#12
Jul2514, 04:09 AM

PF Gold
P: 521

Many thanks for post #11, it helped me focus on what I was trying to convey when referring to the mathematical and physical interpretation of these wave equations. Of course, you may not agree! However, before commenting on the last post, can I raise a direct question regarding the result of just one specific simulation previously cited as it might also help me understand where any discrepancy lies. The example is the nondispersive case, where the two plane waves propagate in opposite directions.
[1] [itex]Wave1: \omega_1=0.22; k_1=0.22; v_1=+1[/itex] [2] [itex]Wave2: \omega_2=0.18; k_2=0.18; v_2=1[/itex] I believe we agree that the following equation is able to represent the beat superposition: [2] [itex]A=2 A_0 cos( \omega_p t – k_p x) cos( \omega_g t – k_g x)[/itex] Where the value of [ ## \omega_p, k_p, v_p##] and [ ## \omega_g, k_g, v_g##] were defined by: [3] [itex] \omega _p = \dfrac{\omega _1 + ω_2}{2}; k_p = \dfrac{k_1 + k_2}{2}; v_p = \dfrac{\omega _p}{k_p}[/itex] [4] [itex] \omega_g = \dfrac{\omega _1  ω_2}{2}; k_g = \dfrac{k_1 – k_2}{2}; v_g = \dfrac{\omega _g}{k_g}[/itex] However, [3] and [4] were derived from [5] below, where the waves are travelling in the same direction: [5] [itex]A=A_0 [cos( \omega_1 t – k_1 x) + cos( \omega_2 t – k_2 x) ][/itex] As such, it would seem that if [3] and [4] are to work, the direction of wave1 and wave2 has to be accounted somewhere. So what values of [##v_p, v_g##] do you think results in this specific case? Can you also identify whether you assumed [##\omega_2 ##] or [##k_2##] to be negative or some other permutation? Anyway, turning to the issue of physical interpretation. As indicated, I found these equations to be really useful in reviewing the physical assumptions underpinning them for they explicitly help identify where the wave velocity [v] appears in these equations, e.g. [6] ##\cos(kx\omega t) = \cos\left(k\left(x\dfrac{\omega}{k}t \right)\right) = cos\left(k\left(xvt \right)\right) ## [7] ##\cos(\omega t  kx) = \cos \left(\omega\left(t  \dfrac{k}{\omega} x\right)\right) =\cos \left(\omega\left(t  \dfrac{x}{v} \right)\right) ## Now, in the context of [6] and [7], the vector quantity of velocity [v] that carries the direction [##\pm##] sign can be more clearly seen; although it does not necessarily explain how it should be inferred on [##\omega##] or [k], i.e. [8] ## \pm v= \pm f λ = \pm \dfrac{\omega}{k} = \pm \dfrac{x}{t}## Mathematically, based on [8], it would seem that either [f or ##\lambda##] or [ ##\omega## or k] or [x or t] may assume the [##\pm##] sign. However, I have argued that the idea of ‘negative’ frequency [f, ##\omega##] has no physical meaning, while the simulation has also constrained time [t] to only positive values. As a composite quantity with the restriction of [+t], negative velocity [v] seems to only makes sense in terms of [x/+t], but which then implies that the negative sign has to extend to [ ##\lambda## and k], although by a somewhat circular argument, it might be said that the idea of negative wavelength is only inferred from the directional velocity. Sorry that this is a bit longwinded, but I wanted to try to explain why I was interested in the physical interpretation of these equations as much as their mathematical consistency.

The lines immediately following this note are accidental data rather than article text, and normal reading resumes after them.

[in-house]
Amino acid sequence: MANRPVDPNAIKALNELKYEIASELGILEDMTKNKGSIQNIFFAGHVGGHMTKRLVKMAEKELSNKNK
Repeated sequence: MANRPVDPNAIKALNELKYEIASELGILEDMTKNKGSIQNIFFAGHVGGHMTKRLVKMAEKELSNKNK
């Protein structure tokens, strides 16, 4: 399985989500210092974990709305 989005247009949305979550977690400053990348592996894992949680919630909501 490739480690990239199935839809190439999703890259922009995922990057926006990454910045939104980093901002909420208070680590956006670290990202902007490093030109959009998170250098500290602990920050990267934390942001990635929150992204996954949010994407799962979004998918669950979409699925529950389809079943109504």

#13
Jul2514, 09:28 AM

P: 629

Instead, $$ \begin{alignat}{3} \text{Wave 1:}\quad \lvert\omega_1\rvert &= 0.22; \quad \lvert k_1\rvert &= 0.22; \quad v_1 &= +1 \\ \text{Wave 2:}\quad \lvert\omega_2\rvert &= 0.18; \quad \lvert k_2\rvert &= 0.18; \quad v_2 &= 1 \end{alignat} $$ which implies that exactly one of ##\omega_2## or ##k_2## is negative. I think the easiest way to understand this is to think of plane waves in more than 1 dimension, where ##\vec{k}## is clearly a vector pointing in the direction of positive phase propagation in time. The wavelength is ##{\lambda} = {2\pi}/{\lVert \vec{k} \rVert}##, which is always positive. That wave with positive phase propagation in the direction of ##\vec{k}## is exactly equivalent to the wave with the same wavelength but negative phase propagation in the direction of ##\vec{k}##. This happens for basically the same reason why a vector of given length and direction is equal to the vector with negative length pointing in the opposite direction. 


#14
Jul2614, 03:54 AM

PF Gold
P: 521

[1] [itex]A=A_0 [cos( \omega_1 t – k_1 x) + cos( \omega_2 t – k_2 x) ][/itex] This leads to the following equations used in the simulations: [2] [itex]A=2 A_0 cos( \omega_p t – k_p x) cos( \omega_g t – k_g x)[/itex] Where the value of [ ## \omega_p, k_p, v_p##] and [ ## \omega_g, k_g, v_g##] were defined by: [3] [itex] \omega _p = \dfrac{\omega _1 + ω_2}{2}; k_p = \dfrac{k_1 + k_2}{2}; v_p = \dfrac{\omega _p}{k_p}[/itex] [4] [itex] \omega_g = \dfrac{\omega _1  ω_2}{2}; k_g = \dfrac{k_1 – k_2}{2}; v_g = \dfrac{\omega _g}{k_g}[/itex] As they stand, these equations seem to give the correct results, when the 2 waves propagate in the same direction, i.e. the 1way configurations. [3a] [itex] \omega _p = \dfrac{\omega _1 + ω_2}{2}; k_p = \dfrac{k_1 + [k_2]}{2}; v_p = \dfrac{\omega _p}{k_p}[/itex] [4a] [itex] \omega_g = \dfrac{\omega _1  ω_2}{2}; k_g = \dfrac{k_1 – [k_2]}{2}; v_g = \dfrac{\omega _g}{k_g}[/itex] While the suggestion appears to required the reversing of the ##p## and ##g## definition as follows: [4b] [itex] \omega _g = \dfrac{\omega _1 + ω_2}{2}; k_g = \dfrac{k_1 + [k_2]}{2}; v_g = \dfrac{\omega _g}{k_g}[/itex] [3b] [itex] \omega_p = \dfrac{\omega _1  ω_2}{2}; k_p = \dfrac{k_1 – [k_2]}{2}; v_p = \dfrac{\omega _p}{k_p}[/itex] The simulation of the 2way cases, where ##[k_2]## seems to support [3b, 4b]. As this is the central issue underpinning the simulations, I would really like to understand whether the equations, as stated, are correct and why. Just for the record, my original simulation appeared to work for all cases when I changed the sign of [##\omega_2##], i.e. [3c] [itex] \omega _p = \dfrac{\omega _1 + [ω_2]}{2}; k_p = \dfrac{k_1 + k_2}{2}; v_p = \dfrac{\omega _p}{k_p}[/itex] [4c] [itex] \omega_g = \dfrac{\omega _1 – [ω_2]}{2}; k_g = \dfrac{k_1 – k_2}{2}; v_g = \dfrac{\omega _g}{k_g}[/itex] While I will try to work through the issues myself, it would be helpful if you indicate whether you support the (a), (b) or (c) form or some other variant. Thanks